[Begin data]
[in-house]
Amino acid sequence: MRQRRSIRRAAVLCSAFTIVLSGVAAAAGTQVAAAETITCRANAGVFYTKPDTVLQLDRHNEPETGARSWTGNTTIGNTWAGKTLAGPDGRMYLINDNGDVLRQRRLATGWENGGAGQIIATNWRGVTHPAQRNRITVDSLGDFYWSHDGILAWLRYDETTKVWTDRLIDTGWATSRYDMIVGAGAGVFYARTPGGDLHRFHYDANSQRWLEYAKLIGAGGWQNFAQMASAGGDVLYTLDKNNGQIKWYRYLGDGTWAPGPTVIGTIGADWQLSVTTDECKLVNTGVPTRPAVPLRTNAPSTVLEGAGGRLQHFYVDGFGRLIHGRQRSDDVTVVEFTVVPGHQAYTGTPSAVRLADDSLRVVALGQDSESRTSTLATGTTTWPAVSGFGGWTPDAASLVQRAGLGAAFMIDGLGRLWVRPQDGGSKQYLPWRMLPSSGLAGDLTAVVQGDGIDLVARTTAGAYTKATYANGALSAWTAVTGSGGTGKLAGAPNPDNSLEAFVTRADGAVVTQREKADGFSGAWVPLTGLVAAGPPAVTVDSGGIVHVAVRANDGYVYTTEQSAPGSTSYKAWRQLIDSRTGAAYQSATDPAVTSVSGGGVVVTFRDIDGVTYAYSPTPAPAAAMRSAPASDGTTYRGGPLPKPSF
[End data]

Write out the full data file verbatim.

[in-house]
Amino acid sequence: MRQRRSIRRAAVLCSAFTIVLSGVAAAAGTQVAAAETITCRANAGVFYTKPDTVLQLDRHNEPETGARSWTGNTTIGNTWAGKTLAGPDGRMYLINDNGDVLRQRRLATGWENGGAGQIIATNWRGVTHPAQRNRITVDSLGDFYWSHDGILAWLRYDETTKVWTDRLIDTGWATSRYDMIVGAGAGVFYARTPGGDLHRFHYDANSQRWLEYAKLIGAGGWQNFAQMASAGGDVLYTLDKNNGQIKWYRYLGDGTWAPGPTVIGTIGADWQLSVTTDECKLVNTGVPTRPAVPLRTNAPSTVLEGAGGRLQHFYVDGFGRLIHGRQRSDDVTVVEFTVVPGHQAYTGTPSAVRLADDSLRVVALGQDSESRTSTLATGTTTWPAVSGFGGWTPDAASLVQRAGLGAAFMIDGLGRLWVRPQDGGSKQYLPWRMLPSSGLAGDLTAVVQGDGIDLVARTTAGAYTKATYANGALSAWTAVTGSGGTGKLAGAPNPDNSLEAFVTRADGAVVTQREKADGFSGAWVPLTGLVAAGPPAVTVDSGGIVHVAVRANDGYVYTTEQSAPGSTSYKAWRQLIDSRTGAAYQSATDPAVTSVSGGGVVVTFRDIDGVTYAYSPTPAPAAAMRSAPASDGTTYRGGPLPKPSF